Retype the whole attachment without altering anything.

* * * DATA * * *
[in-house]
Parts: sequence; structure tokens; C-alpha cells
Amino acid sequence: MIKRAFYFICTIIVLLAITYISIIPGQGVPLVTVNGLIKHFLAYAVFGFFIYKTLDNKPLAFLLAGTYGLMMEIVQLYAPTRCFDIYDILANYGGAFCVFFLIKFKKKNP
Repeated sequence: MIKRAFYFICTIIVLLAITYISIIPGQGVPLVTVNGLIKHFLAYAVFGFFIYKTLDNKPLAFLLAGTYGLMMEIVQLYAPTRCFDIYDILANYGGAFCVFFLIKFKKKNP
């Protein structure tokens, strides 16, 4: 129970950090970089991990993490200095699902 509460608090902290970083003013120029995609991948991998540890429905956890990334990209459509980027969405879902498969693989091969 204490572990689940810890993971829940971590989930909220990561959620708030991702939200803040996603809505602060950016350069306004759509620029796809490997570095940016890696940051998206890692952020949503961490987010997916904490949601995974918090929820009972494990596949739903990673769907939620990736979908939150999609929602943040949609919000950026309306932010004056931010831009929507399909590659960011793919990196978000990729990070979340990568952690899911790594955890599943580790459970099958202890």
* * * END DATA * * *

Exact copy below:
[in-house]
Parts: sequence; structure tokens; C-alpha cells
Amino acid sequence: MIKRAFYFICTIIVLLAITYISIIPGQGVPLVTVNGLIKHFLAYAVFGFFIYKTLDNKPLAFLLAGTYGLMMEIVQLYAPTRCFDIYDILANYGGAFCVFFLIKFKKKNP
Repeated sequence: MIKRAFYFICTIIVLLAITYISIIPGQGVPLVTVNGLIKHFLAYAVFGFFIYKTLDNKPLAFLLAGTYGLMMEIVQLYAPTRCFDIYDILANYGGAFCVFFLIKFKKKNP
């Protein structure tokens, strides 16, 4: 129970950090970089991990993490200095699902 509460608090902290970083003013120029995609991948991998540890429905956890990334990209459509980027969405879902498969693989091969 204490572990689940810890993971829940971590989930909220990561959620708030991702939200803040996603809505602060950016350069306004759509620029796809490997570095940016890696940051998206890692952020949503961490987010997916904490949601995974918090929820009972494990596949739903990673769907939620990736979908939150999609929602943040949609919000950026309306932010004056931010831009929507399909590659960011793919990196978000990729990070979340990568952690899911790594955890599943580790459970099958202890």